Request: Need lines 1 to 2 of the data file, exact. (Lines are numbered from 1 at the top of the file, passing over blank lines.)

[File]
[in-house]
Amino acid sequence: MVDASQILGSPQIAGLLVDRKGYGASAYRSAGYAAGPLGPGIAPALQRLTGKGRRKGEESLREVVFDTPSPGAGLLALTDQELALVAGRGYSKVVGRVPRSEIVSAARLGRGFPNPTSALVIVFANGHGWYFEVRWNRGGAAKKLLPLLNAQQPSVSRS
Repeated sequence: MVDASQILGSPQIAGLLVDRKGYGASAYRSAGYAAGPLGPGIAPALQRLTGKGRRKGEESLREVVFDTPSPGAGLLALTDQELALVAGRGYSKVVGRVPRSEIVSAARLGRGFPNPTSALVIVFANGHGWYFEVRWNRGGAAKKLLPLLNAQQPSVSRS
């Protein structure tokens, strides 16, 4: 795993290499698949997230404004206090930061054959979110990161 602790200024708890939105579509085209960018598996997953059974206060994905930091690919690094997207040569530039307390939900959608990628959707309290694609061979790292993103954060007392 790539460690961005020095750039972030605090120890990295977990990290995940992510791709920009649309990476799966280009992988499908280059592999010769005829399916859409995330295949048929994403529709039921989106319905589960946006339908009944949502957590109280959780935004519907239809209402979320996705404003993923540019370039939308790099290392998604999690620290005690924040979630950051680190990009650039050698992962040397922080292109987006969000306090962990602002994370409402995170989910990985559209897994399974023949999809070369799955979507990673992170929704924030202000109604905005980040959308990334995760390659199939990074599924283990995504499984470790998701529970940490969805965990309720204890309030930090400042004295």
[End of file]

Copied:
[in-house]
Amino acid sequence: MVDASQILGSPQIAGLLVDRKGYGASAYRSAGYAAGPLGPGIAPALQRLTGKGRRKGEESLREVVFDTPSPGAGLLALTDQELALVAGRGYSKVVGRVPRSEIVSAARLGRGFPNPTSALVIVFANGHGWYFEVRWNRGGAAKKLLPLLNAQQPSVSRS